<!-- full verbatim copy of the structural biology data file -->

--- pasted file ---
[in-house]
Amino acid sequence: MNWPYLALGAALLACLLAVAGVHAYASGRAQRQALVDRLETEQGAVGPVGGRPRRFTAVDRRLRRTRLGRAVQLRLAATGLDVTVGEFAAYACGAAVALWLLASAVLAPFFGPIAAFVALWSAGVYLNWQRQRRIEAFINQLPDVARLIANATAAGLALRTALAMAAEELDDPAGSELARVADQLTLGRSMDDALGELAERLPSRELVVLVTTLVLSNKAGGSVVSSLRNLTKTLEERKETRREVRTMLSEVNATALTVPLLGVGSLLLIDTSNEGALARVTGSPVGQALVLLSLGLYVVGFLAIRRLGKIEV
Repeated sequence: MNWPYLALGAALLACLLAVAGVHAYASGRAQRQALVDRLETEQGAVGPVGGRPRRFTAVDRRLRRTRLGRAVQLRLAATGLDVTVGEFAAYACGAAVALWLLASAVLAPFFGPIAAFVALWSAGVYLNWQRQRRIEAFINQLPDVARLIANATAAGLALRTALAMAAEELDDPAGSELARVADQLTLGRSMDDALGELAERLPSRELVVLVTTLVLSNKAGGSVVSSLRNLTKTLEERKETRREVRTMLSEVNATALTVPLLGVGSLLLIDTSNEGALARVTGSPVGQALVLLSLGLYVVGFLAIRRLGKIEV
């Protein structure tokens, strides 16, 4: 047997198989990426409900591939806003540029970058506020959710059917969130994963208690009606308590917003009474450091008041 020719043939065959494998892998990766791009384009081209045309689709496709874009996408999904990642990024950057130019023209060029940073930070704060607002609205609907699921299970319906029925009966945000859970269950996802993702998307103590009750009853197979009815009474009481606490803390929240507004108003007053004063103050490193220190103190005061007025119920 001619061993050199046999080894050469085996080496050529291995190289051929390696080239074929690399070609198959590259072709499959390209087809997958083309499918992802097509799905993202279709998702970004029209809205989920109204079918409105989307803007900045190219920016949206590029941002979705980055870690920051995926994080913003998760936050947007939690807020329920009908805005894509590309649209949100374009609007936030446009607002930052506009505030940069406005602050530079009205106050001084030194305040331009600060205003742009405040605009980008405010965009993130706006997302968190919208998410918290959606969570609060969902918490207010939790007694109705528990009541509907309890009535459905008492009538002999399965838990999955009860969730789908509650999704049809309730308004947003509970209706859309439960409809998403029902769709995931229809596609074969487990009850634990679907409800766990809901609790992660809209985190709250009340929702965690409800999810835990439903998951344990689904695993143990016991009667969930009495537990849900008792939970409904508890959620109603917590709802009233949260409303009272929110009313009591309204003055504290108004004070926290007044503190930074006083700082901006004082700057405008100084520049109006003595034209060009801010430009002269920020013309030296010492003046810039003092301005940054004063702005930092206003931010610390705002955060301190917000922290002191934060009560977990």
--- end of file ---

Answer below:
[in-house]
Amino acid sequence: MNWPYLALGAALLACLLAVAGVHAYASGRAQRQALVDRLETEQGAVGPVGGRPRRFTAVDRRLRRTRLGRAVQLRLAATGLDVTVGEFAAYACGAAVALWLLASAVLAPFFGPIAAFVALWSAGVYLNWQRQRRIEAFINQLPDVARLIANATAAGLALRTALAMAAEELDDPAGSELARVADQLTLGRSMDDALGELAERLPSRELVVLVTTLVLSNKAGGSVVSSLRNLTKTLEERKETRREVRTMLSEVNATALTVPLLGVGSLLLIDTSNEGALARVTGSPVGQALVLLSLGLYVVGFLAIRRLGKIEV
Repeated sequence: MNWPYLALGAALLACLLAVAGVHAYASGRAQRQALVDRLETEQGAVGPVGGRPRRFTAVDRRLRRTRLGRAVQLRLAATGLDVTVGEFAAYACGAAVALWLLASAVLAPFFGPIAAFVALWSAGVYLNWQRQRRIEAFINQLPDVARLIANATAAGLALRTALAMAAEELDDPAGSELARVADQLTLGRSMDDALGELAERLPSRELVVLVTTLVLSNKAGGSVVSSLRNLTKTLEERKETRREVRTMLSEVNATALTVPLLGVGSLLLIDTSNEGALARVTGSPVGQALVLLSLGLYVVGFLAIRRLGKIEV
């Protein structure tokens, strides 16, 4: 047997198989990426409900591939806003540029970058506020959710059917969130994963208690009606308590917003009474450091008041 020719043939065959494998892998990766791009384009081209045309689709496709874009996408999904990642990024950057130019023209060029940073930070704060607002609205609907699921299970319906029925009966945000859970269950996802993702998307103590009750009853197979009815009474009481606490803390929240507004108003007053004063103050490193220190103190005061007025119920 001619061993050199046999080894050469085996080496050529291995190289051929390696080239074929690399070609198959590259072709499959390209087809997958083309499918992802097509799905993202279709998702970004029209809205989920109204079918409105989307803007900045190219920016949206590029941002979705980055870690920051995926994080913003998760936050947007939690807020329920009908805005894509590309649209949100374009609007936030446009607002930052506009505030940069406005602050530079009205106050001084030194305040331009600060205003742009405040605009980008405010965009993130706006997302968190919208998410918290959606969570609060969902918490207010939790007694109705528990009541509907309890009535459905008492009538002999399965838990999955009860969730789908509650999704049809309730308004947003509970209706859309439960409809998403029902769709995931229809596609074969487990009850634990679907409800766990809901609790992660809209985190709250009340929702965690409800999810835990439903998951344990689904695993143990016991009667969930009495537990849900008792939970409904508890959620109603917590709802009233949260409303009272929110009313009591309204003055504290108004004070926290007044503190930074006083700082901006004082700057405008100084520049109006003595034209060009801010430009002269920020013309030296010492003046810039003092301005940054004063702005930092206003931010610390705002955060301190917000922290002191934060009560977990």